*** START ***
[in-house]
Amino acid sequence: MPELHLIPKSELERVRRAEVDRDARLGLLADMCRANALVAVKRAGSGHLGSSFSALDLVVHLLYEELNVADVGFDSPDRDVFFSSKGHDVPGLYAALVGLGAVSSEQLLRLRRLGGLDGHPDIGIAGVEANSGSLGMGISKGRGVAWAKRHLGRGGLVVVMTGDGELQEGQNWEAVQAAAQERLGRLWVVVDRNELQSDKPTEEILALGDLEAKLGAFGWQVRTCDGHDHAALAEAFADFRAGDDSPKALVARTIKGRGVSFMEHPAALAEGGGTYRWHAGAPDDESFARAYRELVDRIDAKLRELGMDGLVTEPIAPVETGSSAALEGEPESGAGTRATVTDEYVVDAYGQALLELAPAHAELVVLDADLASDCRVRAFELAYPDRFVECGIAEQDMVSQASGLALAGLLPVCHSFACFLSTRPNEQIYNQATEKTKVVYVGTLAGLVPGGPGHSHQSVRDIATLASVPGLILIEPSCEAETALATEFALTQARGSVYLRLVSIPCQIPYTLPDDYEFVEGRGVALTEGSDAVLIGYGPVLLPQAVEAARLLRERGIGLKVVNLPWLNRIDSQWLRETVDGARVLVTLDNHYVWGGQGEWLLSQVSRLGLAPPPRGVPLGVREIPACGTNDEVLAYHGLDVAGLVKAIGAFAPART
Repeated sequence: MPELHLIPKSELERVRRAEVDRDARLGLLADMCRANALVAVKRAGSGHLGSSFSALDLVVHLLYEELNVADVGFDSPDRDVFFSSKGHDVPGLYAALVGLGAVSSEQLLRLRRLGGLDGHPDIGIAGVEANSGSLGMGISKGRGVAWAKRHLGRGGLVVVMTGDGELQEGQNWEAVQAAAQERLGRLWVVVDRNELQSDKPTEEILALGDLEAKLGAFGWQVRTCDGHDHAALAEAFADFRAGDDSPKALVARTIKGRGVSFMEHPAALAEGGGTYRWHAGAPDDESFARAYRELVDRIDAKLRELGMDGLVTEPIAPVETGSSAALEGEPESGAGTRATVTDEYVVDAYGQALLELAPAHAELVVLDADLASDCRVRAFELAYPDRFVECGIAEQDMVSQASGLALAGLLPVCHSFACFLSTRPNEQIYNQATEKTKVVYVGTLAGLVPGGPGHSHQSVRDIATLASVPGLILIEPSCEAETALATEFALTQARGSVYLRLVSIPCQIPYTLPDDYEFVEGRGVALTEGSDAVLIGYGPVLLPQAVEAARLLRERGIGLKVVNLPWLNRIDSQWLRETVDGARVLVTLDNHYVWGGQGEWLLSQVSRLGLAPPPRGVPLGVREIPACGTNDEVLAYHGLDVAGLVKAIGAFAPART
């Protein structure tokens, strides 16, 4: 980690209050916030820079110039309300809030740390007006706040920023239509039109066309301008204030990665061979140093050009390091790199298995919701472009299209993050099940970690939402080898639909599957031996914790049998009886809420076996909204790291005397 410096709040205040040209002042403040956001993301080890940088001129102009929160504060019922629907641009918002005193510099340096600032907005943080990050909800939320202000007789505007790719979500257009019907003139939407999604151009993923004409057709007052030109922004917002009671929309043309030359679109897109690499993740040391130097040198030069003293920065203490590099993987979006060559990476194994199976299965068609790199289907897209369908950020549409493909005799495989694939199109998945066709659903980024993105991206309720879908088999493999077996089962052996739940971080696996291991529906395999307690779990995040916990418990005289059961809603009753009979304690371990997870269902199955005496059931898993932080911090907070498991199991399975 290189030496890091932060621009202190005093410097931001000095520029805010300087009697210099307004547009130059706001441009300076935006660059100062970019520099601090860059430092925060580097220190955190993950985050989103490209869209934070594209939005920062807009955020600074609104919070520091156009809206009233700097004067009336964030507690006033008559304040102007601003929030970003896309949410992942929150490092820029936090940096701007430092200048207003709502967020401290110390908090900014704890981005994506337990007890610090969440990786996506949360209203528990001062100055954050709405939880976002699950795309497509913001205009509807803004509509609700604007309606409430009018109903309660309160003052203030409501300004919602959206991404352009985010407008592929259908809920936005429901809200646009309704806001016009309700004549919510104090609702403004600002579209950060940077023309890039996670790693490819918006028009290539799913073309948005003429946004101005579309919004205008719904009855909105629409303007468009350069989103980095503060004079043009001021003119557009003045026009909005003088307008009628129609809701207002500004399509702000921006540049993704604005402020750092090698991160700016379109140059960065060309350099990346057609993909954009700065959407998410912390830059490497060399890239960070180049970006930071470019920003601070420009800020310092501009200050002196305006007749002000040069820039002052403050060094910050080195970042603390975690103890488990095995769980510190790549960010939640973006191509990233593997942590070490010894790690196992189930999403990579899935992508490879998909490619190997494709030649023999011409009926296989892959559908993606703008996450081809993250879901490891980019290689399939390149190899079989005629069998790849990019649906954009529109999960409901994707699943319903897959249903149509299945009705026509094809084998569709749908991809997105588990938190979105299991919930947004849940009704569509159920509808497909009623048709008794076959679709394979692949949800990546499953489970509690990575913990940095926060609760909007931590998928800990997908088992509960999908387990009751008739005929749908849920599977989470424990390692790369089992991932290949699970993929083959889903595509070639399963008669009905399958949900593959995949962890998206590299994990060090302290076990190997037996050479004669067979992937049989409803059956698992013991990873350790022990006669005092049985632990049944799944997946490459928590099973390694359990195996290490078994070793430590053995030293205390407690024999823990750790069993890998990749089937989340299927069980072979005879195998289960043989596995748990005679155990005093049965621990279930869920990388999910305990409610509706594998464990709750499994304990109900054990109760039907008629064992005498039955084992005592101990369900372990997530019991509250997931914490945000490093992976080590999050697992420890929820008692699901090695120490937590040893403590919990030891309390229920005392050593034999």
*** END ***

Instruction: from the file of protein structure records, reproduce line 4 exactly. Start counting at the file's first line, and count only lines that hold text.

């Protein structure tokens, strides 16, 4: 980690209050916030820079110039309300809030740390007006706040920023239509039109066309301008204030990665061979140093050009390091790199298995919701472009299209993050099940970690939402080898639909599957031996914790049998009886809420076996909204790291005397 410096709040205040040209002042403040956001993301080890940088001129102009929160504060019922629907641009918002005193510099340096600032907005943080990050909800939320202000007789505007790719979500257009019907003139939407999604151009993923004409057709007052030109922004917002009671929309043309030359679109897109690499993740040391130097040198030069003293920065203490590099993987979006060559990476194994199976299965068609790199289907897209369908950020549409493909005799495989694939199109998945066709659903980024993105991206309720879908088999493999077996089962052996739940971080696996291991529906395999307690779990995040916990418990005289059961809603009753009979304690371990997870269902199955005496059931898993932080911090907070498991199991399975 290189030496890091932060621009202190005093410097931001000095520029805010300087009697210099307004547009130059706001441009300076935006660059100062970019520099601090860059430092925060580097220190955190993950985050989103490209869209934070594209939005920062807009955020600074609104919070520091156009809206009233700097004067009336964030507690006033008559304040102007601003929030970003896309949410992942929150490092820029936090940096701007430092200048207003709502967020401290110390908090900014704890981005994506337990007890610090969440990786996506949360209203528990001062100055954050709405939880976002699950795309497509913001205009509807803004509509609700604007309606409430009018109903309660309160003052203030409501300004919602959206991404352009985010407008592929259908809920936005429901809200646009309704806001016009309700004549919510104090609702403004600002579209950060940077023309890039996670790693490819918006028009290539799913073309948005003429946004101005579309919004205008719904009855909105629409303007468009350069989103980095503060004079043009001021003119557009003045026009909005003088307008009628129609809701207002500004399509702000921006540049993704604005402020750092090698991160700016379109140059960065060309350099990346057609993909954009700065959407998410912390830059490497060399890239960070180049970006930071470019920003601070420009800020310092501009200050002196305006007749002000040069820039002052403050060094910050080195970042603390975690103890488990095995769980510190790549960010939640973006191509990233593997942590070490010894790690196992189930999403990579899935992508490879998909490619190997494709030649023999011409009926296989892959559908993606703008996450081809993250879901490891980019290689399939390149190899079989005629069998790849990019649906954009529109999960409901994707699943319903897959249903149509299945009705026509094809084998569709749908991809997105588990938190979105299991919930947004849940009704569509159920509808497909009623048709008794076959679709394979692949949800990546499953489970509690990575913990940095926060609760909007931590998928800990997908088992509960999908387990009751008739005929749908849920599977989470424990390692790369089992991932290949699970993929083959889903595509070639399963008669009905399958949900593959995949962890998206590299994990060090302290076990190997037996050479004669067979992937049989409803059956698992013991990873350790022990006669005092049985632990049944799944997946490459928590099973390694359990195996290490078994070793430590053995030293205390407690024999823990750790069993890998990749089937989340299927069980072979005879195998289960043989596995748990005679155990005093049965621990279930869920990388999910305990409610509706594998464990709750499994304990109900054990109760039907008629064992005498039955084992005592101990369900372990997530019991509250997931914490945000490093992976080590999050697992420890929820008692699901090695120490937590040893403590919990030891309390229920005392050593034999």